There’s no such thing as perfect, but both positive and negative mail say there’s no reason not to try. And the mail from Haters Be Hating said I should keep going.
The cryptic tag of the “haters” also established a faceless, nameless adversary that allowed me to passionately attack things without excessive name-calling. The internet allows us to insult and undermine each other with frightening ease, and I was intent on keeping my hands relatively clean. But some things must be said, and the people that I was referring to know who they are anyway. Some post on message boards, some are actually creators, and some are even other columnists. The “haters” encompass everything and nothing at the same time, and became my bread and butter for awhile, a confident stance I knew people would respond to.
The remainder of the first year became my experimental phase, writing dozens of columns with different approaches and different objectives, attempting to find a discernible rhythm but likely confusing anybody who watched me bounce from pitches to scripts to commentary to poetry, and so on. I suppose that was the point however, the reason why the column is titled what it is, and another justification for why we’re still here. If wired into some format or archaic formula, I’d have spent whole weeks preparing appropriate excuses for my editors’ persistent e-mails.
Fifty some installments and only one single interview appeared, and it wasn’t until I started correcting this that Ambi. became the most comfortable of havens to me as a writer. When the second year launched with Axel Alonso’s interview about Marvel’s upcoming Truth mini-series, I started justifying every piece with the following question,
“If this was ever collected in an Ambidextrous compilation edition, would the article survive the final edit??” Like I said, think big or not at all.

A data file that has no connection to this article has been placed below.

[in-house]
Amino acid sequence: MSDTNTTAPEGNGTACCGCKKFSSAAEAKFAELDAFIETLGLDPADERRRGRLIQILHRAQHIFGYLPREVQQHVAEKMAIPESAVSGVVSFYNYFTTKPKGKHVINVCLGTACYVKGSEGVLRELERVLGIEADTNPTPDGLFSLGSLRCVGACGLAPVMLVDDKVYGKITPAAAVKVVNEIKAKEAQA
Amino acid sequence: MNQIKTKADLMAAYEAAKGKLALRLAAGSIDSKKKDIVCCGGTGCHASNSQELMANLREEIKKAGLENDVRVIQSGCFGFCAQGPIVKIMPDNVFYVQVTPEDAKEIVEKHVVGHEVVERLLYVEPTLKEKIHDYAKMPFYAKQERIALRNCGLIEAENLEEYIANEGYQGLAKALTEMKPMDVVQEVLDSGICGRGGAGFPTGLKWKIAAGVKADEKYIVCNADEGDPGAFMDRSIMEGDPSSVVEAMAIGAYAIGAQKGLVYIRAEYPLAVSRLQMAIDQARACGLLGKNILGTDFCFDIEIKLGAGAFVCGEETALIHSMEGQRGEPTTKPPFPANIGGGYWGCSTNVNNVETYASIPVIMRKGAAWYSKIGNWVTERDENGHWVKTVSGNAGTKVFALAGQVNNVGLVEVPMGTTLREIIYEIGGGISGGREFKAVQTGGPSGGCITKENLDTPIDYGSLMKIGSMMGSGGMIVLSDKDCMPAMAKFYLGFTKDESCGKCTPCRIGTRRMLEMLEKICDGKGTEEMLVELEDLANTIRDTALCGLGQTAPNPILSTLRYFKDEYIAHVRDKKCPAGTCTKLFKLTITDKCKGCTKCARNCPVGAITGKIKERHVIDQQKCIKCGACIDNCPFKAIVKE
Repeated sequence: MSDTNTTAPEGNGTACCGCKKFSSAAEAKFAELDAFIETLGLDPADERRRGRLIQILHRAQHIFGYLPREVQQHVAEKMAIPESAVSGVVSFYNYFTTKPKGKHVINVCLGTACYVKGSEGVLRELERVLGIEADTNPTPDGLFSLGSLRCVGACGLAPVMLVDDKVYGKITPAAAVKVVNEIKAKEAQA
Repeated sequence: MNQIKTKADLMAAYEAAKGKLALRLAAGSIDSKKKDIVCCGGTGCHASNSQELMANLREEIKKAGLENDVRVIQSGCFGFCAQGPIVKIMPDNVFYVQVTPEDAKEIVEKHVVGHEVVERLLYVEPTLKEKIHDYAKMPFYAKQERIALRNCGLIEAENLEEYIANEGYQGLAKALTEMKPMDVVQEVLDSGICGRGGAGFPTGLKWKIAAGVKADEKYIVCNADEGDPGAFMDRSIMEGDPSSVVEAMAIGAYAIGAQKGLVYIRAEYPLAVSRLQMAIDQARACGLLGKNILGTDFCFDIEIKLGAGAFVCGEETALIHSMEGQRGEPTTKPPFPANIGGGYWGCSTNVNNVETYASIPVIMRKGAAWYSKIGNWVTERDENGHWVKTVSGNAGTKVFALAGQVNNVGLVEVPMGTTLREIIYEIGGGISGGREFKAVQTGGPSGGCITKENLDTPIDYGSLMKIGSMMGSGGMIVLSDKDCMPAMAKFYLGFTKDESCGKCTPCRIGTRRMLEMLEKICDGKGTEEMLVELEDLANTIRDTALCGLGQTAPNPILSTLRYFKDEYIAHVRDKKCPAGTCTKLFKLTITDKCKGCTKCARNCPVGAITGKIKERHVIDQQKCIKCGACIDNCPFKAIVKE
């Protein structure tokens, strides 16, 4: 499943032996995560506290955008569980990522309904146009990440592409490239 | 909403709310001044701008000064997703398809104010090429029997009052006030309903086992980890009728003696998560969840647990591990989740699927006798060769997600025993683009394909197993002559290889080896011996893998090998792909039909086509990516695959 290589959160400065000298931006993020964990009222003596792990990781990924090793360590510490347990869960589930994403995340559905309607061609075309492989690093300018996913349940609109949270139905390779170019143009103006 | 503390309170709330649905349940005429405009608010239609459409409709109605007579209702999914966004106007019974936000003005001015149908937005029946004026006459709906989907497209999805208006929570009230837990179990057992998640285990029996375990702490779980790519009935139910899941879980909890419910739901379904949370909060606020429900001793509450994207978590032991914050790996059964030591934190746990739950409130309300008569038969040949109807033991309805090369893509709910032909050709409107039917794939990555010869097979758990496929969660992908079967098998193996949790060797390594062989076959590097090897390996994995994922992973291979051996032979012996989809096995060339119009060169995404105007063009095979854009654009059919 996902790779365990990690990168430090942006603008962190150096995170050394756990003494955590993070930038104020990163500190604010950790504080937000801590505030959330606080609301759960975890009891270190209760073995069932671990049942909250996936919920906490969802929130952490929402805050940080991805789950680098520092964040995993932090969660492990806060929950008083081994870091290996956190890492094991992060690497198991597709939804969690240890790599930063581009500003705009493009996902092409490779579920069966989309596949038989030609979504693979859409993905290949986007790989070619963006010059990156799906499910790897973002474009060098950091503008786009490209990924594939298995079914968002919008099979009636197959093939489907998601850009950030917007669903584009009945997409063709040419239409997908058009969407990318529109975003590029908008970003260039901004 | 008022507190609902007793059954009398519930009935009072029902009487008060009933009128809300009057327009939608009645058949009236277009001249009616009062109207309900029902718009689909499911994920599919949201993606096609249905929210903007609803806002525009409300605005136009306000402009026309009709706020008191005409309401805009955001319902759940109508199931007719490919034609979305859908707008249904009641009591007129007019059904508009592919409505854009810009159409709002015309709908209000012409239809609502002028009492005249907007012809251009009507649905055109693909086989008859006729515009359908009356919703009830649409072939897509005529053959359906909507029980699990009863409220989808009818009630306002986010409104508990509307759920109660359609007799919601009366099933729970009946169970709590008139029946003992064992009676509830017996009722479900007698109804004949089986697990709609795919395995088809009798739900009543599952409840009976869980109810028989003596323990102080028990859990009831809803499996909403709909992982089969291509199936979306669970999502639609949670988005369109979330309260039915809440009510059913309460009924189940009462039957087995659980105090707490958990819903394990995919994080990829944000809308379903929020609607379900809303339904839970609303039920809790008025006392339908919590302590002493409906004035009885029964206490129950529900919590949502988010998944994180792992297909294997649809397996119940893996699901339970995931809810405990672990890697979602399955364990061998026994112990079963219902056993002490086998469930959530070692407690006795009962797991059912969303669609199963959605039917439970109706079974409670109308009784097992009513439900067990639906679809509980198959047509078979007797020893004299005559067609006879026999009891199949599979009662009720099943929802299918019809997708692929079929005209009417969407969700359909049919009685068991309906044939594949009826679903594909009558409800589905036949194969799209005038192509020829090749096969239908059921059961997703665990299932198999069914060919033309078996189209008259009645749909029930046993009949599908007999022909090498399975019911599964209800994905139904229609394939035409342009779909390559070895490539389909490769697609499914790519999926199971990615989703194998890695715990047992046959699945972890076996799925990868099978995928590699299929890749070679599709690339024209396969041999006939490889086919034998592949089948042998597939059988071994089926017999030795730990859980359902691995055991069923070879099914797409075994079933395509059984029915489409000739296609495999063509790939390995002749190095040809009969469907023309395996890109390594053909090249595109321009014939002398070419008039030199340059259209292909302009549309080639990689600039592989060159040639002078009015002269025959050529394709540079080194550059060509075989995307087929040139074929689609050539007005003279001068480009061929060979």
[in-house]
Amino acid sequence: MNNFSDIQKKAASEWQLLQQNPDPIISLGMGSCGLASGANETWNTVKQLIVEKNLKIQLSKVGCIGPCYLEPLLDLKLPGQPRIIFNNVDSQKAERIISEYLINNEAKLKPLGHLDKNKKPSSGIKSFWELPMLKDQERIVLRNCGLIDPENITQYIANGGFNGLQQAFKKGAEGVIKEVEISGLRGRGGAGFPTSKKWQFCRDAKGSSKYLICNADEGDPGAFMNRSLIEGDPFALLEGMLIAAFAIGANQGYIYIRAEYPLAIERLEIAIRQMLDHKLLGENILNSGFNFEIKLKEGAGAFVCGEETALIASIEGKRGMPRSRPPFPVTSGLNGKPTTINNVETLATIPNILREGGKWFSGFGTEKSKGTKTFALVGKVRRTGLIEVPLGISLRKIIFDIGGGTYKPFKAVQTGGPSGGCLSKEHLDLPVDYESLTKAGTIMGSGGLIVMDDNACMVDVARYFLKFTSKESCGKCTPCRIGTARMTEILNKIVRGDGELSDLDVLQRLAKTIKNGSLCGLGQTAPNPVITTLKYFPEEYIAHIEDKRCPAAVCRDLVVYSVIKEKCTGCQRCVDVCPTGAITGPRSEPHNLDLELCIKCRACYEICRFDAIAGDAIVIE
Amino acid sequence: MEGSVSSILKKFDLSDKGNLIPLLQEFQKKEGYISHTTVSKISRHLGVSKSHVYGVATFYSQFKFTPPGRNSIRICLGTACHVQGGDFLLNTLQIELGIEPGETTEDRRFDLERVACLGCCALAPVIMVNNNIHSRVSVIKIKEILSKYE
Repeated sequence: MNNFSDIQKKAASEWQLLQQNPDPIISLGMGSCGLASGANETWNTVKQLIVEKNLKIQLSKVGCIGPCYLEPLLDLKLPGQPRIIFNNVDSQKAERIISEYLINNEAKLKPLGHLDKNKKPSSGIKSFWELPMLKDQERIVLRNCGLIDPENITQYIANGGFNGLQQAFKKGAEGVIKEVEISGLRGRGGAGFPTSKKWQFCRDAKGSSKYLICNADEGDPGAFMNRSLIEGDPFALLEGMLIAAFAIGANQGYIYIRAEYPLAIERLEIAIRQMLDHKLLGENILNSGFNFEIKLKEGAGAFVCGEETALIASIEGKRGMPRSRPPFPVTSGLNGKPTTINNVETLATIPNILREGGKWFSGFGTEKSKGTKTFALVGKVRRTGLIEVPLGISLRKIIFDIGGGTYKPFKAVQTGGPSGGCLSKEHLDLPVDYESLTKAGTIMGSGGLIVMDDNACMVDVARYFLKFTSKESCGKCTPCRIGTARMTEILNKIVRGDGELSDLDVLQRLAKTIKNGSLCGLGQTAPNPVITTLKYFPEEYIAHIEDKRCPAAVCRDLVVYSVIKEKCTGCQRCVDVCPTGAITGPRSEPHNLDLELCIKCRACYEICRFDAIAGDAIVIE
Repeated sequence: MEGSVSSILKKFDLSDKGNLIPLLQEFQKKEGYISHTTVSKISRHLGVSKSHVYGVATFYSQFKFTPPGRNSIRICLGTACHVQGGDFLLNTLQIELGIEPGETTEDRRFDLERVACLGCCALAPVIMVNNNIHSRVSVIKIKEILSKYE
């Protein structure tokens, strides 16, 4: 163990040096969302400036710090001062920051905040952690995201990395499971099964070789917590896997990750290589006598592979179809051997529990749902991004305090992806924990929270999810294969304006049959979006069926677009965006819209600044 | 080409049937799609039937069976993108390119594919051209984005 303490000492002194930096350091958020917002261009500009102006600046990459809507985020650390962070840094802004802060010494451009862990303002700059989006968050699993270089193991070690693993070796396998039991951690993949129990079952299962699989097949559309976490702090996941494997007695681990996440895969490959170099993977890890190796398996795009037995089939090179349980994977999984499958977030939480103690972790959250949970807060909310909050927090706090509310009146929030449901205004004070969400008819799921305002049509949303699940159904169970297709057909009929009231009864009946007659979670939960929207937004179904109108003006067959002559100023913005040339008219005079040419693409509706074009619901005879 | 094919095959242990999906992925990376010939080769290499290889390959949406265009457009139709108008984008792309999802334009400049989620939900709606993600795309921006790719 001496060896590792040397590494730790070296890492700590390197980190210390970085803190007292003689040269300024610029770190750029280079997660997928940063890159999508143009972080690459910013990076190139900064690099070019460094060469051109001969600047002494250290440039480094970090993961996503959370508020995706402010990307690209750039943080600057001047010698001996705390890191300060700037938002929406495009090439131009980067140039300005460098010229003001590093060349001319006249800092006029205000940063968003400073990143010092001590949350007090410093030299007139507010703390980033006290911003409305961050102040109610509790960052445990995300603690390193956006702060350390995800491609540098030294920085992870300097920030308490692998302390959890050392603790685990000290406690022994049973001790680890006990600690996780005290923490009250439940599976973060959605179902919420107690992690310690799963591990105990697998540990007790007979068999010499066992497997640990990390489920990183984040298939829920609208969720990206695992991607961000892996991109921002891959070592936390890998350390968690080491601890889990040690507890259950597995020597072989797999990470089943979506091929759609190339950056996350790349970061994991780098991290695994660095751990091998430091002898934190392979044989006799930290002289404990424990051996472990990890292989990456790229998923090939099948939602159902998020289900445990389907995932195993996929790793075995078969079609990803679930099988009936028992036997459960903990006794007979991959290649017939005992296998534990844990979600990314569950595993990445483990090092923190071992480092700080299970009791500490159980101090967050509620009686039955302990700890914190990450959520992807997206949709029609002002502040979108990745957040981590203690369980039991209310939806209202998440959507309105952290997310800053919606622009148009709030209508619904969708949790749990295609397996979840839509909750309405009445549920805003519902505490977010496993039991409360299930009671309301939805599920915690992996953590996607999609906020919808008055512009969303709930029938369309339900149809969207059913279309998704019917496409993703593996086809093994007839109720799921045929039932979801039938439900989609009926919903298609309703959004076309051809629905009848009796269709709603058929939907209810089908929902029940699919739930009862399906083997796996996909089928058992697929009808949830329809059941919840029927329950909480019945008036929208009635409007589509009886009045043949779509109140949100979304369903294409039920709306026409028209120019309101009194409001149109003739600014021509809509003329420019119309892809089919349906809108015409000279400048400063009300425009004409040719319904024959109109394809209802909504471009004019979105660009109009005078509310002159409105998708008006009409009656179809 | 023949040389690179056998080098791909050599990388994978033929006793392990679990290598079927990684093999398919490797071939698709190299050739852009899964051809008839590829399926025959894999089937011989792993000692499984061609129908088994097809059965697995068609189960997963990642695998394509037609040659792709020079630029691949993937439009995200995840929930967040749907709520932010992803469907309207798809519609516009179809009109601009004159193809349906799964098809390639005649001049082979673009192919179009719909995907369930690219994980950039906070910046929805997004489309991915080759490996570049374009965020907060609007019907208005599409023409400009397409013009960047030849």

Which naturally leads me into your anniversary gift, the one that was planned anyway. It occurred to me that after two years of bold commentary, unshakable faith, and a sufficient little collection of creator interviews, an appropriate event for my 100th column would be the official announcement of my first professional gig and a competent schedule for world takeover. And I thought I’d have enough time to complete the circle.
For the last several months, I’ve been hard at work in “the lab”, anxious to complete step one of this journey and fulfill the promise that I made so publicly awhile back…that I couldn’t be stopped. But it’s not time yet, regardless of an arbitrary anniversary and a need for vindication that can make one incredibly impatient. However, there is something else that should be said while I hopefully round an important corner in my evolution and growth as a writer.
For ninety-nine weeks, you’ve been with me every step. To those that have written me personally, to those that haven’t, but still manage to click this damn thing on a weekly basis (or even occasionally): It’s been your input and your support that has sustained me and this forum, and allowed me the time and the experience to truly make a mature and honest effort at becoming a professional writer.
To Craig Lemon and Jason Brice, for allowing me to do my thing without interruption. To my fellow SBC columnists for permitting me to share their space. To Mark Millar, the Jedi Master. To Gail Simone, for the suggestion that led to the New Hotness. To every single interview subject (J Brice, Axel Alonso, Brian Hibbs, Rob Liefeld, Jay Faerber, Scott Allie, Joe Quesada, Brian K. Vaughan, Gail again, Eric J and Arvid Nelson, Brian Michael Bendis, Jim S. from ACME Comics, and J Hues) hope my questions didn’t disappoint too much.
There is a distant doorway that’s been made recently accessible, and with my hand approaching the doorknob ever so slowly I felt it necessary to stop and realize something…it’s all your fault.
Thank you kindly…regardless of what number I’m on, and when this all truly began…